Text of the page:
MAASIN CITY PROFILE
Maasin City, is a 4th class city and the capital of the province of Southern Leyte, Philippines. According to the 2015 census, it has a population of 85,560 people. Maasin City is located on the western part of the province with land area of 21,171 hectares (52,310 acres) and is composed of 70 barangays.
Maasin City is the commercial and religious center of Southern Leyte and the south-western part of Leyte Island and is considered to be the Pilgrimage hub of the entire region 8. On August 10, 2000, Maasin was converted into a city. The Diocese of Maasin was founded on August 14, 1968.
Maasinhons and Southern Leyteños speak either the Cebuano or Boholano dialect. Their cultural and linguistic affinities tend to differ them from those who reside in Cebu, Bohol, and the western coast of the province of Leyte. Most of the people are farmers and fishermen who are noted for their hard work and frugality.
Approximately 90% of the people are adherents of the Roman Catholic Church, but traditional folk beliefs and superstition still influence some of them. Some farmers still hold on to pre-Hispanic and conservative beliefs in making offerings and sacrifices before planting season starts. At times, chicken or pigs are ritually sacrificed to ensure that the spirits or the elementals of the land will allow a good harvest.
Maasin City is Southern Leyte's commercial and cultural showcase. An important edifice that brings pride to the Southern Leyteños is the notable Spanish-era church - a relic of time when churches were the only true refuge of the people, both spiritually and physically. The church is adorned or embellished with an ornate altar and beautiful images of saints, and became a testament to the continuing religiosity of the people of Southern Leyte. Aside from the 17th century church, the City also has many pilgrimage attractions/sites to go to; the JALECA Hills Shrine located in Brgy. Abgao which has a statue of the Blessed Virgin Mary over-looking the whole City; the Monte Cueva which is a cave located in Brgy. Basak converted into a humble chapel; and the St. Francis Xavier chapel where many pilgrims go to for what locals call “panaad” which roughly translates to promises.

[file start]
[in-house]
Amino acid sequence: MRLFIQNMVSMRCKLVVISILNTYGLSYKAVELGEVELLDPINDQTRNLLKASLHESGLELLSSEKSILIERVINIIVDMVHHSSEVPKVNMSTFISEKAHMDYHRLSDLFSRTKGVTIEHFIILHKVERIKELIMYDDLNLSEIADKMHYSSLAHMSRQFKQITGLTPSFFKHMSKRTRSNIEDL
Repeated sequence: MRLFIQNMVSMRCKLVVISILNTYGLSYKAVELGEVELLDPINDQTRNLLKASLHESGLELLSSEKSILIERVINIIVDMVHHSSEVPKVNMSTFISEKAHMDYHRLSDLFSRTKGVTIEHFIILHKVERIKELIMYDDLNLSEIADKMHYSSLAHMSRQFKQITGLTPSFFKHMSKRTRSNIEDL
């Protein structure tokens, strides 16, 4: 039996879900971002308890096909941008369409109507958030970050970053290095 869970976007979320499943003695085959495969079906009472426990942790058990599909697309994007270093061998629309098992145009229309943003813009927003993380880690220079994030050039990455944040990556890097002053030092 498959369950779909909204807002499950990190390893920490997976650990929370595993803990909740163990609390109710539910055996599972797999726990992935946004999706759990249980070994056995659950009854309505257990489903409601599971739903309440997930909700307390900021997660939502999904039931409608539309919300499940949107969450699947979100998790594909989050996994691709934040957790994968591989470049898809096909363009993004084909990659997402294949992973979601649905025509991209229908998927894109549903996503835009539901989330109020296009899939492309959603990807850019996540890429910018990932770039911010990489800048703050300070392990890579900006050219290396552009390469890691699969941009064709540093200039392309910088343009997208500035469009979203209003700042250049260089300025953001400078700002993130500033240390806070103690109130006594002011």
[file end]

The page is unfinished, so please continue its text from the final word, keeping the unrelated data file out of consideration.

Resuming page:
Maasin City is accessible by land and sea. Regular boat trips from Manila take 27 hours while fast watercraft services from Cebu bring travelers to Maasin in just two and a half hours. Buses plying the Maasin City-Tacloban route usually take five hours. Southern Leyte has a total land area of about 173,480 hectares and a growing population of about 321,940.
Southern Leyte is characterized by relatively flat lands along the coastal areas where population centers lay, but rugged and mountainous towards the interior. It has numerous small rivers in addition to, at least, eleven major rivers which include Canturing River in Maasin City, Amparo River in Macrohon, Divisoria River in Bontoc, Subang Daku in Sogod, Lawigan and Hitongao Rivers in St. Bernard, Camugao River in Hinundayan, Magcasa River in San Juan, Das-ay and Pondol Rivers in Hinunangan, and Maag River in Silago.